Way back in Phase 1 of the SAMR series, we left teachers with the question “How have you used technology in your classroom as a direct tool SUBSTITUTE?” We wanted to make sure that we followed-up and didn’t leave teachers hanging so this was our first order of business. My priority was to give teachers a comfortable space to share what they have been doing. I think it is incredibly important that teachers are able to share with each other (without feeling judged) in order to foster discussion and ideas.
I then asked teachers to share a lesson (that they recently taught or will be teaching in the near future) that didn’t originally include technology but that they would like to brainstorm ways to transform. As a group we brainstormed ways that technology might be used, focusing on the great lesson plan and THEN the technology. I then briefly shared our Tech Coaches website with them. I included Jeff Utecht‘s SAMR Circle and my adapted Thinking Critically flow-chart. I didn’t go into detail about either but hope that we will be able to next year.
One of the challenges in the meetings was keeping everyone focused on the things we CAN control. Understandably teachers enjoy having a place to vent. Nonetheless it was great to get the conversation going and some great ideas were thought up. Below are excerpts from the emails I sent out after each meeting (my goal is to always follow-up!).
During the course of our SAMR series, I came across this visual from Mark Anderson. I liked the idea but it was a little confusing for me. I changed some words and reworked it a bit in order to share it with staff.
After introducing SAMR to our entire PreK-12 staff, we were granted a little extra time with the middle school teachers. Here’s how it went down:
1. Compile a list of how teachers answer the question “How are you using technology in your classroom as a direct tool substitute?” in a Google Doc to be shared with the entire middle school staff.
2. Allow teachers time to brainstorm tasks that they ask students to do.
3. Share out, creating a Popplet.
4. Brainstorm technology tools that teachers could use to accomplish their tasks (stress task first, tool selection second), adding to Popplet.
After the meetings, we finalized the Google Doc and all 4 Popplets. We also added more tools that we thought would best fit the tasks (quality over quantity). We sent the links to all the documents to the MS staff reminding them that the Popplet compilations are a work in progress and a toolbox for them to start using.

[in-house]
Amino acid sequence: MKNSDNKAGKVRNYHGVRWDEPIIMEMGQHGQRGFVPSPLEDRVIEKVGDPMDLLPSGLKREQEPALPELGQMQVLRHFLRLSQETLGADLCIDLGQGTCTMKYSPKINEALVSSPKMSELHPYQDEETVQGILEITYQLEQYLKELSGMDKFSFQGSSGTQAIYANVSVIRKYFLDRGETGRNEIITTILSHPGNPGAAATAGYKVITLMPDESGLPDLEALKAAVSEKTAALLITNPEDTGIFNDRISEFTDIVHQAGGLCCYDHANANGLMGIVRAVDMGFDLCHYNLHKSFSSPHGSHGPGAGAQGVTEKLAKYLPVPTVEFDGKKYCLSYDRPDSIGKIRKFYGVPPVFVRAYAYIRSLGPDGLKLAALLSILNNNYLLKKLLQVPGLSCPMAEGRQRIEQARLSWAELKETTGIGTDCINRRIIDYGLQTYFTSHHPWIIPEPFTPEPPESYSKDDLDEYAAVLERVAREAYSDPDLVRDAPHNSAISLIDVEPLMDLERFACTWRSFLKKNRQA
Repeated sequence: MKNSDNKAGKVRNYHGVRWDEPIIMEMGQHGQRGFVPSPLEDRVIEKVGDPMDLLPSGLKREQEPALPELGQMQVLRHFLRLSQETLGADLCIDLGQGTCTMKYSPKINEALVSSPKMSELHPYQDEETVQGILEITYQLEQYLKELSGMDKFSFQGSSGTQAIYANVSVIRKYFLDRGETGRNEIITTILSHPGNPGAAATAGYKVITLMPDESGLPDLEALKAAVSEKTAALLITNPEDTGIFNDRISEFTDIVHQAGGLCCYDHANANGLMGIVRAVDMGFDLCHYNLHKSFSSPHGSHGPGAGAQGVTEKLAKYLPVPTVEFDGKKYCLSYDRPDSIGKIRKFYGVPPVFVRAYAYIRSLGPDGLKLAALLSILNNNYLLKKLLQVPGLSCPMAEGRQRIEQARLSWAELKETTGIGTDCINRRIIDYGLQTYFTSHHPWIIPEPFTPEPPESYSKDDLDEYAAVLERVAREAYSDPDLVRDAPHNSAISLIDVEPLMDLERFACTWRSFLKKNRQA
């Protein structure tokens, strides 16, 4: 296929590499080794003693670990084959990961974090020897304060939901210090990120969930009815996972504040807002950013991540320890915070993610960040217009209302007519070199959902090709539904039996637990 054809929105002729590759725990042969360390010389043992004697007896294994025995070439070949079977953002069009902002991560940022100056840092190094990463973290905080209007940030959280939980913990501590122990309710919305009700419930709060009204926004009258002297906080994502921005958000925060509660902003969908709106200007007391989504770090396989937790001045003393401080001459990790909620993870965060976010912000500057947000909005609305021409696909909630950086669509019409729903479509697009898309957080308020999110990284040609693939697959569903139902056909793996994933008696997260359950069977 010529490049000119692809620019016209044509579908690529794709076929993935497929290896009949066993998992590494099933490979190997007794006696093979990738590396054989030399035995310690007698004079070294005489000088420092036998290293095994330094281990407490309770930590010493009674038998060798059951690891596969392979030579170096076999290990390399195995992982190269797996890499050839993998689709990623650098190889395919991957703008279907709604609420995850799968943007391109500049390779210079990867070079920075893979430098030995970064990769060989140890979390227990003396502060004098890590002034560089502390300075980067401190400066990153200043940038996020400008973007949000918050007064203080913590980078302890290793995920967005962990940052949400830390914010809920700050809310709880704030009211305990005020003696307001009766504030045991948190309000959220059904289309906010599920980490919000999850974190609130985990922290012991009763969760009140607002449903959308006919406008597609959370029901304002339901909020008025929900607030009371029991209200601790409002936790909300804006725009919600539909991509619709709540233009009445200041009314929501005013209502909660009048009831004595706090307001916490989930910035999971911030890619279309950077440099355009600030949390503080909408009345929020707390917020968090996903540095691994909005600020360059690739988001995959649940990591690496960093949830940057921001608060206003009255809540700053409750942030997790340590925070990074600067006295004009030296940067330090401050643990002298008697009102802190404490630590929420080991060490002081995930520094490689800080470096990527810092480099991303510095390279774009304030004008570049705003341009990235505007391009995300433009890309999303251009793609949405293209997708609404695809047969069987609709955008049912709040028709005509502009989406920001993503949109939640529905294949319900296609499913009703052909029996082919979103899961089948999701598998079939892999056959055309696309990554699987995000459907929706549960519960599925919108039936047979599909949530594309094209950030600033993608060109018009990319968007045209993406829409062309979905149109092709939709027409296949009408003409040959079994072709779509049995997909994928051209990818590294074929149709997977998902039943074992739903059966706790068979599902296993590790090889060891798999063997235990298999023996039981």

Do you have tools to add?
Grade 8 (there was a different thought process for this one)
Lots of thanks and props to my wonderful co-worker (and husband) for helping brainstorm and give this PD! The popplet suggestion was genius! Thanks Jeff 😉
You may have noticed that one of the slides in my last post was a little funny looking. We have many teachers at our school in Kuwait who are native Arabic speakers and are at varying levels of English proficiency. We did quite a bit of searching and asking around but we weren’t able to find any resources to introduce SAMR to our Arabic staff. One of our wonderful HS Arabic as a Foreign Language teachers was amazing enough to sit down with me and work on a translation of SAMR. This translation keeps the English words for Substitution, Augmentation, Modification and Redefinition (to keep the acronym consistent). In addition, it is not a direct translation but gives an idea of the meaning behind S, A, M & R.
Feel free to use our translation as needed (with attribution of course). 🙂
SAMR is something I’ve wanted to introduce to our staff for awhile…we were just waiting for the right time. We’ve had some setbacks with our 1:1 iPad initiative this year and I’m ready to step away from the device towards quality pedogogy and technology (not iPad) integration. After blogging about the proposed PD plan for COETAIL course 1, we’ve finally been able to put a few pieces into action here! It’s initiated some great discussions thus far and I’m looking forward to continuing with the SAMR mindset (we’re avoiding the terms framework and model) as we bring in new staff in August.
We went into the Elementary and High School divisional meetings and the Middle School grade level meetings. [Side note: One thing we’re quickly realizing is how different the vibe is between divisions. I’ve only ever taught in a high school so I’m used to the (sometimes) close-minded and bitter vibe (NOT saying that all HS teachers are this way!). Elementary teachers (while still a little bitter) are much more open to doing activities and having discussion.] Prior to the ES & MS meetings, the principals asked staff to read an article from the NASSP that we provided. Here is how each meeting was run:
1. Give teachers a couple minutes to talk about anything/everything they know about SAMR and do a little research on what it is (they had their iPads). We gave groups butcher paper in case they wanted to write anything.
2. Give them a little help (links to specific SAMR websites/articles).
3. Share out to the group about what they knew/found. Show them the SAMR visual.
4. Provide them unmarked examples of S, A, M & R (in paper & electronic formats). Allow them to discuss & debate in order to match the examples to ‘phases.’
5. Go over together which example matches S, A, M or R and ask teachers WHY.
6. Leave teachers with a question to ponder (to be followed up): “How have you used technology in your classroom as a direct tool substitute?”
We stressed that teachers are already doing these things and that we are just giving them common vocabulary to use. We are also avoiding the hierarchy mentality ..that’s not what SAMR is! After each meeting, we sent an email to all teachers with the resources used and a reminder of the question. See our slides (with examples linked) below. (They are very similar, only the examples are different.)